The rules were released amid guidance from the United States Office of Personnel Management that could affect how people in agencies across the federal government qualify for employment.
“It would be inconsistent with suitability regulations to implement a policy of finding an individual unfit or unsuitable for federal service solely on the basis of recency of marijuana use,” wrote Kathleen McGettigan, the agency’s acting director. “Past marijuana use, including recently discontinued marijuana use, should be viewed differently from ongoing marijuana use.”
Drug policy experts raised questions about whether the White House policy reflected that the Biden administration would be slower to decriminalize marijuana and expunge nonviolent marijuana-related convictions, as Mr. Biden had promised on the campaign trail.
Some also worried that other businesses would follow the White House’s lead in filtering out employees based on past marijuana use, even as some police departments across the country loosen their policies for new recruits.
“It’s hard enough to get a job. This is just another thing,” said Maritza Perez, the director of the office of national affairs for the Drug Policy Alliance. “You would think that we were at a different place now.”
Ms. Perez pointed out that Vice President Kamala Harris, a former Democratic senator of California, won the support of those in the marijuana advocacy community when she helped sponsor sweeping legislation that would decriminalize the drug and expunge nonviolent related convictions.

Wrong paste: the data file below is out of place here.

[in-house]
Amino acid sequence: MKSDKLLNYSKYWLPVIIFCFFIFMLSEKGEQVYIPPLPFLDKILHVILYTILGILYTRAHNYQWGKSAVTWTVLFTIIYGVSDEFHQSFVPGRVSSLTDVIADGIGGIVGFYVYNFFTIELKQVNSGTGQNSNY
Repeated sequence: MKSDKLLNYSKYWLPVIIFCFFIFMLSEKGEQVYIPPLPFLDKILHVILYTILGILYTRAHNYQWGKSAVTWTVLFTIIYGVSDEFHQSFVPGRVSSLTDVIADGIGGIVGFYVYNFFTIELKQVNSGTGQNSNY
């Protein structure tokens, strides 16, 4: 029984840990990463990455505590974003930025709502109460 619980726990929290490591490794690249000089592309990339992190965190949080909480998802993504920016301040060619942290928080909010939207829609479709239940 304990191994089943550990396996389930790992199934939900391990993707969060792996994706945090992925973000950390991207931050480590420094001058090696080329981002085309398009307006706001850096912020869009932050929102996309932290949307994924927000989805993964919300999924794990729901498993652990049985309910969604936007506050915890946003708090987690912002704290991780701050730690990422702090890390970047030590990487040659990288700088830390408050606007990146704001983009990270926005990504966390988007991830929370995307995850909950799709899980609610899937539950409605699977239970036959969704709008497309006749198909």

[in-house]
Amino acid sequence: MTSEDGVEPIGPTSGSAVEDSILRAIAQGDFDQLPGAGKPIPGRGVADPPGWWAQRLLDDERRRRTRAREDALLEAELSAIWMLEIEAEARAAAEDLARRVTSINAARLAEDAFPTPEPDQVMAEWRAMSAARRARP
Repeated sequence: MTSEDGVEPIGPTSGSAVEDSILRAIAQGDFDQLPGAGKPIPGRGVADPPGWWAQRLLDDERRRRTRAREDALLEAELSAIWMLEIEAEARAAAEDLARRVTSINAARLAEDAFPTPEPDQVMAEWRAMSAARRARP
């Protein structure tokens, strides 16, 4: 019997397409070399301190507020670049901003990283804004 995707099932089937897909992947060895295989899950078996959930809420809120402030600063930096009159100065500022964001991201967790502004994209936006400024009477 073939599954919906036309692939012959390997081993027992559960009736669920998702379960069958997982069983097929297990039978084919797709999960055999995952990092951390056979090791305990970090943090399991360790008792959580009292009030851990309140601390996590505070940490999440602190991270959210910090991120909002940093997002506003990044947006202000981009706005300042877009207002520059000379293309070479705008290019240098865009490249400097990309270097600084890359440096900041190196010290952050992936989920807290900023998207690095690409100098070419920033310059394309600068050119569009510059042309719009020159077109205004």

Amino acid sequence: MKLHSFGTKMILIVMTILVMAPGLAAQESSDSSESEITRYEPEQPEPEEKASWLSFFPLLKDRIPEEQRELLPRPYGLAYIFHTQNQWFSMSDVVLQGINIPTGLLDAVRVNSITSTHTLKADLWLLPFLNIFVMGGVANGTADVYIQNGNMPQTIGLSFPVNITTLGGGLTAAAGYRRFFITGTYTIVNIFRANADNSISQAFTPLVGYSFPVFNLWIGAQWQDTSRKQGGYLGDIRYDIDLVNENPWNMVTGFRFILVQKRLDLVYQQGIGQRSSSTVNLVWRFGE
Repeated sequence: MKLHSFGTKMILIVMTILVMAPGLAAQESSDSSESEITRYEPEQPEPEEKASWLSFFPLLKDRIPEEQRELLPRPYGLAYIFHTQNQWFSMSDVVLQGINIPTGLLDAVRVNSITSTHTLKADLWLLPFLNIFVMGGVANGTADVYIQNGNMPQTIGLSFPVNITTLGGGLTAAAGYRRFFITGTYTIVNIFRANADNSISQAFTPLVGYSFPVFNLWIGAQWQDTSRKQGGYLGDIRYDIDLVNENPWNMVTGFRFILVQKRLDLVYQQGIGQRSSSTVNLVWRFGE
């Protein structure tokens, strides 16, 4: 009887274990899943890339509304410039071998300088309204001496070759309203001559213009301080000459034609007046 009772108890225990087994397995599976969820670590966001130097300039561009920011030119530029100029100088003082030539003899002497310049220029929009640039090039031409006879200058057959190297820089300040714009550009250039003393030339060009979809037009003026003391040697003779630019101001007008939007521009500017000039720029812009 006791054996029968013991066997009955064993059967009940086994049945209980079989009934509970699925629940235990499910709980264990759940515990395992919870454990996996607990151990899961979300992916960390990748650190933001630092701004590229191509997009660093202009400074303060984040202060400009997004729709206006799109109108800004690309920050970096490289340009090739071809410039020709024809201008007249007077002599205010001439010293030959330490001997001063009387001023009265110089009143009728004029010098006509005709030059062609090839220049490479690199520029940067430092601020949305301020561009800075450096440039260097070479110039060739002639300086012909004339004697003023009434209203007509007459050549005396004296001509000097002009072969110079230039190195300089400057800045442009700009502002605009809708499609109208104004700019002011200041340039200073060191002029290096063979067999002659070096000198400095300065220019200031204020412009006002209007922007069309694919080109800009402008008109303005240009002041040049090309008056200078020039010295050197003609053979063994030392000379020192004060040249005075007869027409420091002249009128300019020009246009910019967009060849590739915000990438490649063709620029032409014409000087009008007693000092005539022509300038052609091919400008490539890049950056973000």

“I do think this undercuts that previous stance,” Ms. Perez said.
While Mr. Biden was slow to support the decriminalization of marijuana, Ms. Harris, a former prosecutor, signaled support for legalization multiple times during her campaign.
In what was supposed to be a lighthearted moment that soon turned viral, she even acknowledged on “The Breakfast Club,” a wide-ranging radio show that focuses on hip-hop and Black culture, that she “did inhale” marijuana in college “a long time ago.”
Time has passed since those statements and the actions against young administration officials has proponents of criminal justice and marijuana legalization curious where the White House stands.
“There is confusion across the country because of out-of-date laws and the fact that the American public is not waiting for the federal government to get its act together,” said Representative Earl Blumenauer, Democrat of Oregon.
Gil Kerlikowske, the director of the Office of National Drug Control Policy during the Obama administration, said that even then, the White House was worried about any perceived leniency toward drug crimes.
After telling The Wall Street Journal in 2009 that the administration wanted to end the idea of a “war on drugs,” Mr. Kerlikowske said he was rewarded with an angry call.
“The next day a young person from the White House communications office said, ‘Can you really say that? Aren’t they going to think we’re soft on drugs?” Mr. Kerlikowske said. He told the White House staff member that even his peer police chiefs were moving on from such messaging. “The drug issues are always very sensitive.”